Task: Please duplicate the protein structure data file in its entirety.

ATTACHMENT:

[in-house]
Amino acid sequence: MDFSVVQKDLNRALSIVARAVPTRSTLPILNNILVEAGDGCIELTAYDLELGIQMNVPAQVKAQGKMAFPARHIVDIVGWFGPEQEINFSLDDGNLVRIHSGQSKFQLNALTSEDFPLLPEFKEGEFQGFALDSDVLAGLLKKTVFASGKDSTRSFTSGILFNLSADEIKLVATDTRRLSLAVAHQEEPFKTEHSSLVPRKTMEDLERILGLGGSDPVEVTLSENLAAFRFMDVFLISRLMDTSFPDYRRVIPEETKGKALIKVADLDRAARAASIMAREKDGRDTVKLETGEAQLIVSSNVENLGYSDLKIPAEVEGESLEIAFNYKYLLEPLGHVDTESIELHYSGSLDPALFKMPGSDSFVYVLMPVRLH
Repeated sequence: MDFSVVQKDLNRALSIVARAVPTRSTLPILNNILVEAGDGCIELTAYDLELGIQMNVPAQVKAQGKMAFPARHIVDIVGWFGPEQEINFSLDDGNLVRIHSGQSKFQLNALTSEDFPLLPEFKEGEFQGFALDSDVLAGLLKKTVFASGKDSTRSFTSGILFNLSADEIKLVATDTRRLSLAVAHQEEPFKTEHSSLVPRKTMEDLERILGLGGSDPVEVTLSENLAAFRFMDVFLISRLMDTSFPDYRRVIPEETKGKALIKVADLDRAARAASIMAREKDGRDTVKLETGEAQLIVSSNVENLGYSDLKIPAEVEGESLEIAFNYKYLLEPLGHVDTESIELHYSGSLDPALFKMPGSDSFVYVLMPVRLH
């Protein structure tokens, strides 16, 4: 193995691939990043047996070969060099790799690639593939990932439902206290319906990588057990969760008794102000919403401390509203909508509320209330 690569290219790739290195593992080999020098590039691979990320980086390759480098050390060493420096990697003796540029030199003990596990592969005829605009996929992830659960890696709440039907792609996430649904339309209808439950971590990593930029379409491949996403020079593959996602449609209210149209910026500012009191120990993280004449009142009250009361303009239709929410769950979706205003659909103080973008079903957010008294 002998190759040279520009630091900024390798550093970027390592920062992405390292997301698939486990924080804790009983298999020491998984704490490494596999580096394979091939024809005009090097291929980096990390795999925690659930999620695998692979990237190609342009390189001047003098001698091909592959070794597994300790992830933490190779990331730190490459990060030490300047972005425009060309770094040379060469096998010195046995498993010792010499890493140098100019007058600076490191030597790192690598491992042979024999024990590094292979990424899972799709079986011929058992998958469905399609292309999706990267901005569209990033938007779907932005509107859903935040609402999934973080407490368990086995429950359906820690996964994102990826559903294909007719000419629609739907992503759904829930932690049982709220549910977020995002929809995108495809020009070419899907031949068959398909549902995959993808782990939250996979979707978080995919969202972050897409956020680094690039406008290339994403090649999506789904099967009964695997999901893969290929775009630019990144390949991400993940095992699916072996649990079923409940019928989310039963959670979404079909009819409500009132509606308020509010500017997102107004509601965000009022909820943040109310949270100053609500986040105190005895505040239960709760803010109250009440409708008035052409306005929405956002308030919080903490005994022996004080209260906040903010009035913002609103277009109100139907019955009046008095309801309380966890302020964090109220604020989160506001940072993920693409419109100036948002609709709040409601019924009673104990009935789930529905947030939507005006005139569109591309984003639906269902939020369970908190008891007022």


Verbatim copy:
[in-house]
Amino acid sequence: MDFSVVQKDLNRALSIVARAVPTRSTLPILNNILVEAGDGCIELTAYDLELGIQMNVPAQVKAQGKMAFPARHIVDIVGWFGPEQEINFSLDDGNLVRIHSGQSKFQLNALTSEDFPLLPEFKEGEFQGFALDSDVLAGLLKKTVFASGKDSTRSFTSGILFNLSADEIKLVATDTRRLSLAVAHQEEPFKTEHSSLVPRKTMEDLERILGLGGSDPVEVTLSENLAAFRFMDVFLISRLMDTSFPDYRRVIPEETKGKALIKVADLDRAARAASIMAREKDGRDTVKLETGEAQLIVSSNVENLGYSDLKIPAEVEGESLEIAFNYKYLLEPLGHVDTESIELHYSGSLDPALFKMPGSDSFVYVLMPVRLH
Repeated sequence: MDFSVVQKDLNRALSIVARAVPTRSTLPILNNILVEAGDGCIELTAYDLELGIQMNVPAQVKAQGKMAFPARHIVDIVGWFGPEQEINFSLDDGNLVRIHSGQSKFQLNALTSEDFPLLPEFKEGEFQGFALDSDVLAGLLKKTVFASGKDSTRSFTSGILFNLSADEIKLVATDTRRLSLAVAHQEEPFKTEHSSLVPRKTMEDLERILGLGGSDPVEVTLSENLAAFRFMDVFLISRLMDTSFPDYRRVIPEETKGKALIKVADLDRAARAASIMAREKDGRDTVKLETGEAQLIVSSNVENLGYSDLKIPAEVEGESLEIAFNYKYLLEPLGHVDTESIELHYSGSLDPALFKMPGSDSFVYVLMPVRLH
């Protein structure tokens, strides 16, 4: 193995691939990043047996070969060099790799690639593939990932439902206290319906990588057990969760008794102000919403401390509203909508509320209330 690569290219790739290195593992080999020098590039691979990320980086390759480098050390060493420096990697003796540029030199003990596990592969005829605009996929992830659960890696709440039907792609996430649904339309209808439950971590990593930029379409491949996403020079593959996602449609209210149209910026500012009191120990993280004449009142009250009361303009239709929410769950979706205003659909103080973008079903957010008294 002998190759040279520009630091900024390798550093970027390592920062992405390292997301698939486990924080804790009983298999020491998984704490490494596999580096394979091939024809005009090097291929980096990390795999925690659930999620695998692979990237190609342009390189001047003098001698091909592959070794597994300790992830933490190779990331730190490459990060030490300047972005425009060309770094040379060469096998010195046995498993010792010499890493140098100019007058600076490191030597790192690598491992042979024999024990590094292979990424899972799709079986011929058992998958469905399609292309999706990267901005569209990033938007779907932005509107859903935040609402999934973080407490368990086995429950359906820690996964994102990826559903294909007719000419629609739907992503759904829930932690049982709220549910977020995002929809995108495809020009070419899907031949068959398909549902995959993808782990939250996979979707978080995919969202972050897409956020680094690039406008290339994403090649999506789904099967009964695997999901893969290929775009630019990144390949991400993940095992699916072996649990079923409940019928989310039963959670979404079909009819409500009132509606308020509010500017997102107004509601965000009022909820943040109310949270100053609500986040105190005895505040239960709760803010109250009440409708008035052409306005929405956002308030919080903490005994022996004080209260906040903010009035913002609103277009109100139907019955009046008095309801309380966890302020964090109220604020989160506001940072993920693409419109100036948002609709709040409601019924009673104990009935789930529905947030939507005006005139569109591309984003639906269902939020369970908190008891007022």